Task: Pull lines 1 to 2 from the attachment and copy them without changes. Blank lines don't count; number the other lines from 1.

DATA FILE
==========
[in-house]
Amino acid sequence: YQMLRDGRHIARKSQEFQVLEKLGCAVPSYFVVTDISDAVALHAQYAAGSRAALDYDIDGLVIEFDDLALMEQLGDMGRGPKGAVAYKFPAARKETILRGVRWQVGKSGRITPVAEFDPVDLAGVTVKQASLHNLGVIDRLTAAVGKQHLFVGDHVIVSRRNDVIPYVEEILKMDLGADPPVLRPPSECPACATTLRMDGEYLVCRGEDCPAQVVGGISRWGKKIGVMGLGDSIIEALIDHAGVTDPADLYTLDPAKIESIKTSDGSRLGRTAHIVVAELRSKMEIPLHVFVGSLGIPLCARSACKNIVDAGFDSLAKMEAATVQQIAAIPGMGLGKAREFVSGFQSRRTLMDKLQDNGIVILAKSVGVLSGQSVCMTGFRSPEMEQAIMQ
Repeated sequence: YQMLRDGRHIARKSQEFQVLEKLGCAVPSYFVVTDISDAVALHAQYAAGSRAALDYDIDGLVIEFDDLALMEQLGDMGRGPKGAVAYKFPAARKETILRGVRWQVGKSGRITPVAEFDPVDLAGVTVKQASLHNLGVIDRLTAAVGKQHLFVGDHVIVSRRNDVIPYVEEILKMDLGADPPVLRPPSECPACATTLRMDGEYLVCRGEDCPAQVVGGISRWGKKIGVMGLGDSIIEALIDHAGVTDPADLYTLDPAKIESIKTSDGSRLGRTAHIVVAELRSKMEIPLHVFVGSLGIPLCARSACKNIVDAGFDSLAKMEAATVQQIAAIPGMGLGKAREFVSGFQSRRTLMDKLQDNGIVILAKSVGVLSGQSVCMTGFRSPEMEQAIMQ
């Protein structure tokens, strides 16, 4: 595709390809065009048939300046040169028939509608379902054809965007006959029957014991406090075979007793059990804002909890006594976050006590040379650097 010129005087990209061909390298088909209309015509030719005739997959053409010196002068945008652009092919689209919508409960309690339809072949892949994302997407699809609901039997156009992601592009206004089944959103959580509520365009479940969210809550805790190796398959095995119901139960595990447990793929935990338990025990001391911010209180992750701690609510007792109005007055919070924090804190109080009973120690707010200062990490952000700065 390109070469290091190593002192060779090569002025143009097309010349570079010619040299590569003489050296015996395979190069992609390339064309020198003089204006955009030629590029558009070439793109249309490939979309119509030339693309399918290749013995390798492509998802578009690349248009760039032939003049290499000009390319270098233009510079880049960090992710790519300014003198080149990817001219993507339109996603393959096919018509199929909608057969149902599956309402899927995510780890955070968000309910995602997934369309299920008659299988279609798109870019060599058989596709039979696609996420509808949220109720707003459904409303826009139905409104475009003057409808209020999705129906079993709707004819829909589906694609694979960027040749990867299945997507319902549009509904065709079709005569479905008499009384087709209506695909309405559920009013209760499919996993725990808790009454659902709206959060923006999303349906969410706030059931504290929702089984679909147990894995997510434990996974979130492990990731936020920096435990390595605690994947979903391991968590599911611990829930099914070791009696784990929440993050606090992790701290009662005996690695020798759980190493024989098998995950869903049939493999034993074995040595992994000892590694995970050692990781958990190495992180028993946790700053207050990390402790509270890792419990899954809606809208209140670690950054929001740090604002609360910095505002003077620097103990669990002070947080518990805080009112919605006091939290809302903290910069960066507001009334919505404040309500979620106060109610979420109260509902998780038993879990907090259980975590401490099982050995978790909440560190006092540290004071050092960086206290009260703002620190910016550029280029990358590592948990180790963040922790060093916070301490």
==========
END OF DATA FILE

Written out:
[in-house]
Amino acid sequence: YQMLRDGRHIARKSQEFQVLEKLGCAVPSYFVVTDISDAVALHAQYAAGSRAALDYDIDGLVIEFDDLALMEQLGDMGRGPKGAVAYKFPAARKETILRGVRWQVGKSGRITPVAEFDPVDLAGVTVKQASLHNLGVIDRLTAAVGKQHLFVGDHVIVSRRNDVIPYVEEILKMDLGADPPVLRPPSECPACATTLRMDGEYLVCRGEDCPAQVVGGISRWGKKIGVMGLGDSIIEALIDHAGVTDPADLYTLDPAKIESIKTSDGSRLGRTAHIVVAELRSKMEIPLHVFVGSLGIPLCARSACKNIVDAGFDSLAKMEAATVQQIAAIPGMGLGKAREFVSGFQSRRTLMDKLQDNGIVILAKSVGVLSGQSVCMTGFRSPEMEQAIMQ